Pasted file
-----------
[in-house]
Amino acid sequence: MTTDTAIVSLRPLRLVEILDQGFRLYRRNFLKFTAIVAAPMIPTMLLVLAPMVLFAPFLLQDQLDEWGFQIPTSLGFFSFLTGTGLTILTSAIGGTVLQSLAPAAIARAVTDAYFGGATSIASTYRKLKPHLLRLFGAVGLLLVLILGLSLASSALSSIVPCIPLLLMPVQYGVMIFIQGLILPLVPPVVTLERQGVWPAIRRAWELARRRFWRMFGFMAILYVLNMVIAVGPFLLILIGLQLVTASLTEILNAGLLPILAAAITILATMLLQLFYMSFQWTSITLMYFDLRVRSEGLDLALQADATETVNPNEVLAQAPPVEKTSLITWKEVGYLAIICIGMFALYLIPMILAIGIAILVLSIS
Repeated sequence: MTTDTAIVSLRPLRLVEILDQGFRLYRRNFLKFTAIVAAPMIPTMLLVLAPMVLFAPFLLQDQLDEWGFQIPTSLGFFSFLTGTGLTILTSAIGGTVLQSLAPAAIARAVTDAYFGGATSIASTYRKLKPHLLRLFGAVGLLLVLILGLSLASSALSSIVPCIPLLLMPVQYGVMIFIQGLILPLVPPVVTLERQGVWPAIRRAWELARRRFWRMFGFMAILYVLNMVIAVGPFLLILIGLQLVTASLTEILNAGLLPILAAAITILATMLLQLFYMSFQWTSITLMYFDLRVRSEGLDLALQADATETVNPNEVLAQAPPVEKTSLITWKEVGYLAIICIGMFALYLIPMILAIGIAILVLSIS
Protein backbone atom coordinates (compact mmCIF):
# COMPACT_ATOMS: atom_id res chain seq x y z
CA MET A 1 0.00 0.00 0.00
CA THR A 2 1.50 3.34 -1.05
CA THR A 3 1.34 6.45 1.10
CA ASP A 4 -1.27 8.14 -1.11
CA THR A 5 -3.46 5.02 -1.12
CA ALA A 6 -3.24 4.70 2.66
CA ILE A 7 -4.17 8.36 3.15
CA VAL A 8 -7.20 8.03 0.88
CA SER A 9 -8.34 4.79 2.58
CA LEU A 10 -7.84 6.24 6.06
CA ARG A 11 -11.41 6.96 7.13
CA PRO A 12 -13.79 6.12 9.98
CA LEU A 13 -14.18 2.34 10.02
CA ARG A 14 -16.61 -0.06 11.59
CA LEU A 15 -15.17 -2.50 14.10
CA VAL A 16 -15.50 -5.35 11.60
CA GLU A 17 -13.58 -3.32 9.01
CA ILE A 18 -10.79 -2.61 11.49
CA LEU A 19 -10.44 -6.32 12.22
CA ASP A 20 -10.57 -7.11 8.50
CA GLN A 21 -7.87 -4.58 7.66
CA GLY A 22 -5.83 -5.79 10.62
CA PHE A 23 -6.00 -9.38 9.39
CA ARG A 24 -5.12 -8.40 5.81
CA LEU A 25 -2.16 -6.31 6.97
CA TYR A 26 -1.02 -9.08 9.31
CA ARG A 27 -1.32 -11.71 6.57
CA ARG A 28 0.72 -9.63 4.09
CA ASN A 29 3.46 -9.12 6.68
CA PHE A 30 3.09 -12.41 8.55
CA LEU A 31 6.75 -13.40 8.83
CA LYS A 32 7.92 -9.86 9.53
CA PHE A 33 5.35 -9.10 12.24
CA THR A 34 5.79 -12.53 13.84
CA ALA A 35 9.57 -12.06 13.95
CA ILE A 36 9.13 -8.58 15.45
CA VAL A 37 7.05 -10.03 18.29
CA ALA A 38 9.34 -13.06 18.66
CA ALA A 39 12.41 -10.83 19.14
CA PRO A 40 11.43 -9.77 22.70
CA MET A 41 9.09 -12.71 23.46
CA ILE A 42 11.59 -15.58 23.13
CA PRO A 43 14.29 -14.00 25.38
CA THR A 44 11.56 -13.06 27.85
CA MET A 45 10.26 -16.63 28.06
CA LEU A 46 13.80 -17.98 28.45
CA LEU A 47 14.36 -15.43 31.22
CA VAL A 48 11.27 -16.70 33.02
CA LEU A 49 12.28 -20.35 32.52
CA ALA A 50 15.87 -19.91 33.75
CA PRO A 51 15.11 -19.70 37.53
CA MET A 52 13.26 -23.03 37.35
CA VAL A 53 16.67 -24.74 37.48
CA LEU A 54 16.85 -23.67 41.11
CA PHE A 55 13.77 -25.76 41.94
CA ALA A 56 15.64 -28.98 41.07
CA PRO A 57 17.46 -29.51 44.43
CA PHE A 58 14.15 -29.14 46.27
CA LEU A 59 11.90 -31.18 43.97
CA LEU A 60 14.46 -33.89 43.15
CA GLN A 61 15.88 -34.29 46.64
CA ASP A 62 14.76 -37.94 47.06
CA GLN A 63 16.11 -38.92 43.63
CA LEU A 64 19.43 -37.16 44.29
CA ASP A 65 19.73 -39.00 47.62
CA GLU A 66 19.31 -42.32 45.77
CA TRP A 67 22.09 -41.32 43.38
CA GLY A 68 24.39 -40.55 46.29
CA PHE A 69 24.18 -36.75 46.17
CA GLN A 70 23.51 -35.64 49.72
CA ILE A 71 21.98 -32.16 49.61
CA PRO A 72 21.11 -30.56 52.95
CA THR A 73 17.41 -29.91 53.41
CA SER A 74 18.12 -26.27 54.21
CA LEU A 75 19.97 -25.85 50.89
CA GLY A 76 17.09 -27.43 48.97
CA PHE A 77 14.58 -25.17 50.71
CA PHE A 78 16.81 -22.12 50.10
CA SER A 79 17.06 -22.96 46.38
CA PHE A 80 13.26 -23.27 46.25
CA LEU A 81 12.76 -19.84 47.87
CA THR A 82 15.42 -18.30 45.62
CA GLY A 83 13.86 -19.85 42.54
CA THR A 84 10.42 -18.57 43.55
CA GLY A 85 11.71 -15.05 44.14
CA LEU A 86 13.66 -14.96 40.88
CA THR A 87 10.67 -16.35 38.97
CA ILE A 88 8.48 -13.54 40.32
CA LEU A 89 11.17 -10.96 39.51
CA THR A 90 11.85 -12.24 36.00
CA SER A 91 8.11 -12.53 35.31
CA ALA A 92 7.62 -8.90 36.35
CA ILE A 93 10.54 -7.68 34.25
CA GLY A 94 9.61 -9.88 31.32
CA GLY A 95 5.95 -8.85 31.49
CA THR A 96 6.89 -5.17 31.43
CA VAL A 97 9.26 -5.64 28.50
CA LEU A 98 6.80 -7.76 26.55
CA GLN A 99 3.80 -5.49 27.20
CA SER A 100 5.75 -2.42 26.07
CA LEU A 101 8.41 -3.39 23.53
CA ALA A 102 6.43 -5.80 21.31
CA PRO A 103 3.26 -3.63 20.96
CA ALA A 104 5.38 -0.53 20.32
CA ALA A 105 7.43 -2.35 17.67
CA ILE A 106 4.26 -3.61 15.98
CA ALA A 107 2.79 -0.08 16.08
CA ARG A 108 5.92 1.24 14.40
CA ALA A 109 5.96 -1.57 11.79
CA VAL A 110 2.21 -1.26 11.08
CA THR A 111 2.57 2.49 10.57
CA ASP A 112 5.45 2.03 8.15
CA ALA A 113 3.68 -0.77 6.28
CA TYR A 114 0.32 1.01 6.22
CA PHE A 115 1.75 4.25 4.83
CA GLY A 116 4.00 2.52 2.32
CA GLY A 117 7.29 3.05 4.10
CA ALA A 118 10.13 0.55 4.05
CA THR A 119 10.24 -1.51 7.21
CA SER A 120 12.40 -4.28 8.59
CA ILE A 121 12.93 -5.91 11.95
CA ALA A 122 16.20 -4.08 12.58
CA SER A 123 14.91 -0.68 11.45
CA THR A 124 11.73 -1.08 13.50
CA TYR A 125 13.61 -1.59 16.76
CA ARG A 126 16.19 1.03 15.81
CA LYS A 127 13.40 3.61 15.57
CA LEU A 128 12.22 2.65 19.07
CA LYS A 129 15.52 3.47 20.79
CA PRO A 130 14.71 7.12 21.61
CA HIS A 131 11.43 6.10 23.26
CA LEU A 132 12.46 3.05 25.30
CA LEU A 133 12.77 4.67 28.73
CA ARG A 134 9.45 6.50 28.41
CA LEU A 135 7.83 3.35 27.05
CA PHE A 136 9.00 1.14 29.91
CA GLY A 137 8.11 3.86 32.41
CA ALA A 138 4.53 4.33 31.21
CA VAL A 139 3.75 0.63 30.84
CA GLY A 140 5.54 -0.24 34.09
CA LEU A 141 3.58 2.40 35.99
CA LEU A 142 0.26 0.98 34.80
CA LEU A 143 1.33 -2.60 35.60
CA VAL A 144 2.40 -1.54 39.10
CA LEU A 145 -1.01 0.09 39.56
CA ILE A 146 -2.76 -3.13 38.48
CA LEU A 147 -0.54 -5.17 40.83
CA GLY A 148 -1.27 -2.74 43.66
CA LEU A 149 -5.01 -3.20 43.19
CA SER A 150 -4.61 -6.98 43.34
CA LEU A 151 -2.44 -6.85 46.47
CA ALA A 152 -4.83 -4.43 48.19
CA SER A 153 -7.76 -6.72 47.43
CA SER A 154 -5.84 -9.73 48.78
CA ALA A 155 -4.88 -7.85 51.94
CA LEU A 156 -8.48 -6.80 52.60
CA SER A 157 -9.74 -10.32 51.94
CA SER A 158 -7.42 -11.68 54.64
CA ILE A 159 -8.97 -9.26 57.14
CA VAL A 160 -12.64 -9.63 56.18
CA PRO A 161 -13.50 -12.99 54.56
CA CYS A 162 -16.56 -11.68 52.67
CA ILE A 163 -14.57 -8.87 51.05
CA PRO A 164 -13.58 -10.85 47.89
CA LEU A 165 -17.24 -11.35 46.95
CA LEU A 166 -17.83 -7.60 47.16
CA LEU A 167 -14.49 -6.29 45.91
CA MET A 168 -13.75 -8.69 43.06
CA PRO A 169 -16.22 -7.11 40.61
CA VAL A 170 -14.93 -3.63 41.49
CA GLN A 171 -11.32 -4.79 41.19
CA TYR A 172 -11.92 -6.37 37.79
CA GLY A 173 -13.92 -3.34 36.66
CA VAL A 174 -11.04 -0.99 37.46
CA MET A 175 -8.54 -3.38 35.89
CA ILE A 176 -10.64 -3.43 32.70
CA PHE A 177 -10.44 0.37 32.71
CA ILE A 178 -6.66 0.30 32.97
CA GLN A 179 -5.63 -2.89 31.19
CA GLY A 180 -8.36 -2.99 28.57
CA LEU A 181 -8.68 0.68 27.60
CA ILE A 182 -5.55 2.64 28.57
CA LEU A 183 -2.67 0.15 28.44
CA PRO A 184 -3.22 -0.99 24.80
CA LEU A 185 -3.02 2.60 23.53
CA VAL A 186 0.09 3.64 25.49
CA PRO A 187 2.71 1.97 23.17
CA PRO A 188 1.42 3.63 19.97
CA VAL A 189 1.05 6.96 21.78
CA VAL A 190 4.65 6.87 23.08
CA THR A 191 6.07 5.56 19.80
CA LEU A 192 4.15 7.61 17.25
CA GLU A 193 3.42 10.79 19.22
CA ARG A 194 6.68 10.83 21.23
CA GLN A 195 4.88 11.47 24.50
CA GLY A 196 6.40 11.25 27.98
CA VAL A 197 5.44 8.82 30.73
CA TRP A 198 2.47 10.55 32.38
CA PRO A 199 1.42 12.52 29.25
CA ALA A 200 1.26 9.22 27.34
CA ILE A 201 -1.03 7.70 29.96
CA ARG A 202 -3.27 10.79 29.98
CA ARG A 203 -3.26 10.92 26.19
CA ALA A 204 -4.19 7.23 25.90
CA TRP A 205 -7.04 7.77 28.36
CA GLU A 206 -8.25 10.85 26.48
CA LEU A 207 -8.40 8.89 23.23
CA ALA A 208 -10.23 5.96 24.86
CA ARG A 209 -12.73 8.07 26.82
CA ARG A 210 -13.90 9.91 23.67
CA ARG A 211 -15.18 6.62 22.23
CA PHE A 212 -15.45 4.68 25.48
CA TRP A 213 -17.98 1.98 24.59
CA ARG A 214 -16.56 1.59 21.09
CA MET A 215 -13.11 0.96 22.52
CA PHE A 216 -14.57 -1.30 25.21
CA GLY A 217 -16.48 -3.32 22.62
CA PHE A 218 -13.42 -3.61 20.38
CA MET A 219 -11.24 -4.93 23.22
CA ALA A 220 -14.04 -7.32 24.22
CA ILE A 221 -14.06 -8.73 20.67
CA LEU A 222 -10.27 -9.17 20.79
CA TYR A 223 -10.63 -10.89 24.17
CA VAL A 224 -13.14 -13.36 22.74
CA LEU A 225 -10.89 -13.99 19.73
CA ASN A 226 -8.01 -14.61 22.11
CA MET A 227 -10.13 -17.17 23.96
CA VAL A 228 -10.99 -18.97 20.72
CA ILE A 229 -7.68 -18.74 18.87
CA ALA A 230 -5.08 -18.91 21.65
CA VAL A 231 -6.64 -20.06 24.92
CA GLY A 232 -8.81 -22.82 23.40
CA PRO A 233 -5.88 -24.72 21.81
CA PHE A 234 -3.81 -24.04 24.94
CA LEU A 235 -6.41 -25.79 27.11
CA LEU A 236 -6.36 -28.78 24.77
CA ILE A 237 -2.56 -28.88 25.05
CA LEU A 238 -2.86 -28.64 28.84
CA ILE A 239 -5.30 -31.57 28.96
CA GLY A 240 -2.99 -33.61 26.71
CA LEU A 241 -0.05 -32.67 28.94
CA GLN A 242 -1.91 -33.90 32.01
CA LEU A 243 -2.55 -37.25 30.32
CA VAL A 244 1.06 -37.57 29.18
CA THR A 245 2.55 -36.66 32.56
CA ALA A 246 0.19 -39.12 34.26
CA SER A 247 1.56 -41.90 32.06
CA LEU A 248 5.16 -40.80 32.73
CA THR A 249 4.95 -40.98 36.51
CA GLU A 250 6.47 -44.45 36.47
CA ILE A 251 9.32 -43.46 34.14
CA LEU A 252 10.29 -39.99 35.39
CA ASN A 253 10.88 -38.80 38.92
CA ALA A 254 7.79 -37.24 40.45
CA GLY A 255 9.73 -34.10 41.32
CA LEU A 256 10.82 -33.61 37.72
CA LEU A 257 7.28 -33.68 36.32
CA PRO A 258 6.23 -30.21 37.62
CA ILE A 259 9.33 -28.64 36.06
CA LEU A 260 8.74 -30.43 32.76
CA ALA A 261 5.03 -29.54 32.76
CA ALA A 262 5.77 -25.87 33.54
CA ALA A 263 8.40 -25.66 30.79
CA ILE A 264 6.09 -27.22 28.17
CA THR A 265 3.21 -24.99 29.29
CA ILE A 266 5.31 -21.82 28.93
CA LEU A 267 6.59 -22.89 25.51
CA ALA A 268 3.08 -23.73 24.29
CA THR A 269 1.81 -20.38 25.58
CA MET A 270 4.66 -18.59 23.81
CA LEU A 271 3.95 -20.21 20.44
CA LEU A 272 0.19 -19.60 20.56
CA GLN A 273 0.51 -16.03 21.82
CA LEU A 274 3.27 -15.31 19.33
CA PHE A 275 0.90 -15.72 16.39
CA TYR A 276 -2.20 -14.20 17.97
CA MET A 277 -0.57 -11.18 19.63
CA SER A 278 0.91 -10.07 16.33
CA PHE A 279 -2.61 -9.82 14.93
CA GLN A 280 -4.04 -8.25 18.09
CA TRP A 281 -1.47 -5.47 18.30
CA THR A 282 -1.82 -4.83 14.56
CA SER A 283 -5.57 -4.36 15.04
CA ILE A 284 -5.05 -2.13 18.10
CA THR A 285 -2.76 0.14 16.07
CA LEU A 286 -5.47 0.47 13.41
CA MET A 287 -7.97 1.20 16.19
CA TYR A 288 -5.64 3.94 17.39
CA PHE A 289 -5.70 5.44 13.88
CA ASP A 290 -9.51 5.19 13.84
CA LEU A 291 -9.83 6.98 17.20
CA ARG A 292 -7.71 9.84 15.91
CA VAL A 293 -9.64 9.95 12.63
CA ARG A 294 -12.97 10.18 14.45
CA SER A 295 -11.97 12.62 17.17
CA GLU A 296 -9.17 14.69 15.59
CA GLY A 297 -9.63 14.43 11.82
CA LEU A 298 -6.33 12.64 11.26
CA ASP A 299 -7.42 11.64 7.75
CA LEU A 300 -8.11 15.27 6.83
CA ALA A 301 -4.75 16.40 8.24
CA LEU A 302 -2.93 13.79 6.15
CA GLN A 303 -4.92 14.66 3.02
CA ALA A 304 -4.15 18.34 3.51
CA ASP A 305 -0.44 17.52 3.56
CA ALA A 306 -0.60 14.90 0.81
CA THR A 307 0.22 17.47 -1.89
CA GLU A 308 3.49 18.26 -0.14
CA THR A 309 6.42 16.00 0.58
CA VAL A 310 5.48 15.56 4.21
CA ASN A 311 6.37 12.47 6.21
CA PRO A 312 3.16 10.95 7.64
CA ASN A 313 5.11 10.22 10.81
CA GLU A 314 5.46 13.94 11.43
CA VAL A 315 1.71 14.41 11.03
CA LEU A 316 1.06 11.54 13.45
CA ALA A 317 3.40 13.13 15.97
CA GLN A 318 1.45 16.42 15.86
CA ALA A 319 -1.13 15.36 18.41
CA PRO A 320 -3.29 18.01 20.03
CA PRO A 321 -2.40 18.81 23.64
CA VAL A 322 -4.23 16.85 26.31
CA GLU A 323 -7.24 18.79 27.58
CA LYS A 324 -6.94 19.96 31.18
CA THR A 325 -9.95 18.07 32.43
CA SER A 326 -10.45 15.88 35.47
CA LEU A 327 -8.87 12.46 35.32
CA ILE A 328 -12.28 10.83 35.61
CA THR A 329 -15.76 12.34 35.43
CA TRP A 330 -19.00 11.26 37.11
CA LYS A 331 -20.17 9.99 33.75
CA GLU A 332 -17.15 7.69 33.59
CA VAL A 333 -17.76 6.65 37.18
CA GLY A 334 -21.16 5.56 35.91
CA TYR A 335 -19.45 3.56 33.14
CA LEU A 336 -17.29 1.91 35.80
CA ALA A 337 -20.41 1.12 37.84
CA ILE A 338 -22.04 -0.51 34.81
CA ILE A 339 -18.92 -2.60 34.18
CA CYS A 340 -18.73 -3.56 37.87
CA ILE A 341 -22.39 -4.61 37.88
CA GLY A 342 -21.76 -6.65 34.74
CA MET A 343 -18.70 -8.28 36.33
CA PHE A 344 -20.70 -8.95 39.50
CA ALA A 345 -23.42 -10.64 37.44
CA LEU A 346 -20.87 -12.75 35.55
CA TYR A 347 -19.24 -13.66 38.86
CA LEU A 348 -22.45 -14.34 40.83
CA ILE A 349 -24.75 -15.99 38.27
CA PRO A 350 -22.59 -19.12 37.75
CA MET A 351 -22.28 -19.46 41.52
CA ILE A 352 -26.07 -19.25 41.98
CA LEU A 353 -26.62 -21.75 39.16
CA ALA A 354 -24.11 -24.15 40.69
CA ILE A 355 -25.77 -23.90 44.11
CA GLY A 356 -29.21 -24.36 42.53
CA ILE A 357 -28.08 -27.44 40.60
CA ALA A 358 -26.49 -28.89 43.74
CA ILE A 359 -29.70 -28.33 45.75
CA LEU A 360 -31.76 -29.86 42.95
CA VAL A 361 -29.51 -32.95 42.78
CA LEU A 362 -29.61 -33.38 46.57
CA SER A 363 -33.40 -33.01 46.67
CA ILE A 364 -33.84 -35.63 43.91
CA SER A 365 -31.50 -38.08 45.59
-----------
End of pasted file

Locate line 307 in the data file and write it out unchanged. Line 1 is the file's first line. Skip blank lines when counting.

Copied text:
CA LEU A 302 -2.93 13.79 6.15